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Old 02-29-2012, 03:00 PM   #1
Sin and Punishment
Reality's Avatar
Join Date: Oct 2002
Location: Ohio
Posts: 14,590
Data Throttling and Greedy Future Goals.


As the demand for high-speed wireless data access continues to grow, carriers are trying to come up with new ways to cover their costs. The latest proposal from the folks at AT&T: That the people who build data-hogging apps should ante up.

AT&T executive John Donovan likens the idea to that of 1-800 numbers. "If you take this app, this app will come without any network usage," he explains.

So imagine that you only have a 1GB/month data plan (or a so-called "unlimited" plan that gets throttled somewhere around 2GB), but the company that makes your favorite streaming video app is the one paying for the data used by that app. You could stream away without fear of going over your limit.

Donovan says that some companies have shown interest in the idea as a sort of promotional tool that would allow them to get a leg up in a crowded app market.

But some argue that AT&T's proposal could stifle competition.

Currently, a clever developer can have success simply by creating a solid product at a reasonable price. But if developers are suddenly expected to foot the bill for data usage, they wouldn't be able to bring their product to consumers without significant financial backing.

"On its face, AT&T's new proposed plan to charge app developers for data consumption is troubling news for consumers," explains Parul Desai, communications policy counsel for Consumers Union. "They could face limited choices in the app market: While established app makers would be able to comply with this new scheme, new entrepreneurs with great ideas but limited capital could view such a pricing plan as a barrier to reach consumers."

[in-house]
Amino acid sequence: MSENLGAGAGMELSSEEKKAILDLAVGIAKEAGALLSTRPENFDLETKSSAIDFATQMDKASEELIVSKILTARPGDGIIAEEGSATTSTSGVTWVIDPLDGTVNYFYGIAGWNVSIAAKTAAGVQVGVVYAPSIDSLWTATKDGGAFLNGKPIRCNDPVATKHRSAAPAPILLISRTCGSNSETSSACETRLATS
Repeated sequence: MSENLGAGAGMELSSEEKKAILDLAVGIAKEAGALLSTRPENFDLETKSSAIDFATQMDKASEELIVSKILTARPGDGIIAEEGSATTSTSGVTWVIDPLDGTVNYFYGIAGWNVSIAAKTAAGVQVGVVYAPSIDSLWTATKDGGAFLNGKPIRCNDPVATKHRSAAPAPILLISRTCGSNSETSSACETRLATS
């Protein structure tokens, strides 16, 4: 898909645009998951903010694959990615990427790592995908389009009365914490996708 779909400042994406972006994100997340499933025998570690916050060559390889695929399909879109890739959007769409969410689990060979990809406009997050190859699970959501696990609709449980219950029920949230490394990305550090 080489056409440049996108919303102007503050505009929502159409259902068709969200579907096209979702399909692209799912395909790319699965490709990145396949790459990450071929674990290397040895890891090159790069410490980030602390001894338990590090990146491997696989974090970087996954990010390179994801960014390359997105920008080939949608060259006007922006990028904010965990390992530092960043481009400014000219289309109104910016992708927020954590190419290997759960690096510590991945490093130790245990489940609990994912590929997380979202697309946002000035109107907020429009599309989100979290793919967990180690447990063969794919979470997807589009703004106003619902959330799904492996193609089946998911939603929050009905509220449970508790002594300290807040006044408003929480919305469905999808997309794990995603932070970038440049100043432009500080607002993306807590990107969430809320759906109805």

Another thing to consider here is whether or not AT&T would be double-dipping.

Say, for example that 75% of a customer's data usage is from Facebook and Netflix, and say that both of these businesses agree with AT&T to cover the data used by these apps. Can you imagine a world where AT&T would decrease the price of that customer's data plan by 75%? No, of course not. So the customer would be paying and the app builders would be paying.

GigaOm's Stacey Higginbotham points out this is precisely what AT&T and other internet providers have long been praying for: "[i]f those apps choose to pay that cost,then AT&T has managed to do what it has tried to do since Ed Whitacre famously put forth the idea in 2005 force those pesky web companies to pay to use AT&T's pipes."

Wireless carriers will have you believe that data throttling is a necessary evil to prevent a small number of bandwidth hogs from ruining the data party for everyone else. But is that really the case? A new study suggests that data throttling might be nothing more than a ploy to get grandfathered unlimited users to ditch their plans and switch to a tiered plan instead.

Validas, a company that analyzes cell phone bills for a living, combed through data from over 55,000 mobile phone bills in 2011. What it found was that data throttling appears to have little impact on easing network congestion.

"When we look at the Top 5 percent of data users, there is virtually no difference in data consumption between those on unlimited and those on tiered plans -- and yet the unlimited consumers are the ones at risk of getting their service turned off," Valipas states in a blog post. "So it's curious that anyone would think the throttling here represents a serious effort at alleviating network bandwidth issues. After all, Sprint gets by fine maintaining non-throttled data to its customers."

One thing that's interesting to note is that Verizon Wireless customers subscribed to an unlimited plan use less data than those rocking a tiered plan, according to Validas. The same isn't true for AT&T, though the disparity is less than a gigabyte.
Found it pretty interesting. Cell Phone Companies require people to get data plans for their smart phones. Then approve 98% of their product lines to be only smart phones. So now they complain about smart phone data use and up fees and apply restrictions. But turns out that was probably the plan from the start cause it a great way to make people pay for lack laster services with a high bill.
Outpostnine is that 1%.
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